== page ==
Cyn(n)ane

(85 words)

Author(s): Badian, Ernst (Cambridge, MA)
[German version] (Κυν(ν)άνη; Kyn(n)ánē). Daughter of  Philippus II and an Illyrian, born around 357 BC. Brought up in a martial way, she is said to have participated in Philip's battles. In 338/7 C. married Amyntas [4] and bore Eurydice [3] with whom she lived in Macedonia after the death of Amyntas. In 322 C. accompanied Eurydice to Asia with an army as a bride for Arridaeus [4]. C. was murdered by Alcetas [4] and given a royal burial by  Cassander. Badian, Ernst (Cambridge, MA) Bibliography Berve, no. 456.

Myllenas

(59 words)

Author(s): Badian, Ernst (Cambridge, MA)
[German version] (Μυλλένας; Myllénas). Scribe of Alexander [4] the Great, was to lead lightly armed infantry along by-ways to the summit of the Aornus [2] (Curt. 8,11,5: Mullinus). The enterprise failed. He is probably the Macedonian M., son of Asander, who was accorded the proxenía with privileges in Eretria (IG XII 9, 197). Badian, Ernst (Cambridge, MA)

Phthia

(341 words)

Author(s): Kramolisch, Herwig (Eppelheim) | Meyer, Ernst (Zürich) | Badian, Ernst (Cambridge, MA)
[German version] [1] Kingdom of Peleus and Achilles (Φθία/ Phthía, Φθίη/ Phthíē). The kingdom of Peleus and Achilles [1], home of the Myrmidones (Hom. Il. 1,155; 2,683f.; 762-767; 19,323; Hom. Od. 11,496), extending over the valley of the Spercheius and the adjacent north shore of the Thermaios Kolpos (Str. 9,5,8). The Spercheius was regarded as the home river of Achilles (Hom. Il. 23,140-144) and Phthios as the son of Spercheus (schol. Hom. Il. 23,142). The Dolopes lived 'in the most remote part of P.' (H…

Dioscorides

(1,511 words)

Author(s): Badian, Ernst (Cambridge, MA) | Weißenberger, Michael (Greifswald) | Degani, Enzo (Bologna) | Bäbler, Balbina (Göttingen) | Nutton, Vivian (London) | Et al.
(Διοσκουρίδης; Dioskourídēs). [German version] [1] Son of Polemaeus, naval commander in 314-313 BC Son of Polemaeus, nephew of  Antigonus [1] Monophthalmus. Led the fleet to a few victories as naval commander in 314-13 BC. Nothing further is known about his life. Badian, Ernst (Cambridge, MA) Bibliography R. A. Billows, Antigonus the One-Eyed, 1990, 381f. [German version] [2] Polyhistor of the 4th and 3rd cents. BC Polyhistor of the 4th and 3rd cents. BC, pupil of Isocrates (Ath. 1,18,11 A). Of his works, the following titles are known (cf. FGrH 3 B 594): 1. Apomnēmoneúmata (‘Memorabil…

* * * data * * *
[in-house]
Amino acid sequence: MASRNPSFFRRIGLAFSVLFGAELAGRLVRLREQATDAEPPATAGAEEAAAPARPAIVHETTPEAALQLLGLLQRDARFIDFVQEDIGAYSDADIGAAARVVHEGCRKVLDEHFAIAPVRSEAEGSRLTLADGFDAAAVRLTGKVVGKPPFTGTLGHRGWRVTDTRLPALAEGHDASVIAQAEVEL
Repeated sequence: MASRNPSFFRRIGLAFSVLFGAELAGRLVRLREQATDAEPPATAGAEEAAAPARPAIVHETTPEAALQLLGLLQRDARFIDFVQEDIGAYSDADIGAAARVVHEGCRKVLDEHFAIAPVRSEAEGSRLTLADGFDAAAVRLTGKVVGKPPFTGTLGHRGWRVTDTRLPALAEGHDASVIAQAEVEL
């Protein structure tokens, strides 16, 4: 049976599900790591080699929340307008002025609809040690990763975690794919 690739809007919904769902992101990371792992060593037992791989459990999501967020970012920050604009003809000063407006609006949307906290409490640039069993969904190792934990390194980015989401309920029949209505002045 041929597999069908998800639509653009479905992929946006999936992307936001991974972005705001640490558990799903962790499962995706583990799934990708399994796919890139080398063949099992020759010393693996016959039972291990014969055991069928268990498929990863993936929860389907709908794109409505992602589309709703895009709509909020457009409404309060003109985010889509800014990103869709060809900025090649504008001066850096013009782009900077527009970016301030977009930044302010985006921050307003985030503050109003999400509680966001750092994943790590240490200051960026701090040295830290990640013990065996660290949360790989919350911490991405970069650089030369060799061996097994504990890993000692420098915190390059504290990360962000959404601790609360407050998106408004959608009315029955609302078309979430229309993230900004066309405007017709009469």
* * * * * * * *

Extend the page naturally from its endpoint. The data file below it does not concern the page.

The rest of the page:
Arrianus

(958 words)

Author(s): Badian, Ernst (Cambridge, MA) | Heucke, Clemens (Munich)
[German version] [1] Author, 2nd cent. AD Author (probably 2nd cent. BC) of a Greek translation of  Virgil's Georgica, an epic about  Alexander [4] and numerous poems of praise of  Attalus. The works have been lost (Suda α 3867). Badian, Ernst (Cambridge, MA) [2] A. of Nicomedia Greek philosopher and historian, born around AD 85-90 [German version] A. Name Inscriptions attest to the existence of L. Flavius Arrianus. ‘Flavius’ harks back to the patron whom the family owed their Roman citizenship: perhaps L. Flavius, cos. suff. in 33 BC or not until Vespasian (if A. was a younger …

Bagoas

(192 words)

Author(s): Badian, Ernst (Cambridge, MA)
(Βαγώας; Bagṓas), Greek name for Persian eunuchs (Plin. HN 13,41). [German version] [1] Commander of Artaxerxes Ochus, 338 BC ‘An extremely impudent and sacrilegious man’ (Diod. Sic. 16,47,4) who took part in the renewed conquest of Egypt led by  Artaxerxes Ochus, became commander-in-chief of the Upper Satrapies, then  chiliarchos (‘lord of the realm’ Diod. Sic. 16,50,8). In 338 BC, he poisoned the king, in 336, he poisoned the king's son and successor  Arses, and installed a courtier on the throne, who then adopt…

Barsaentes

(69 words)

Author(s): Badian, Ernst (Cambridge, MA)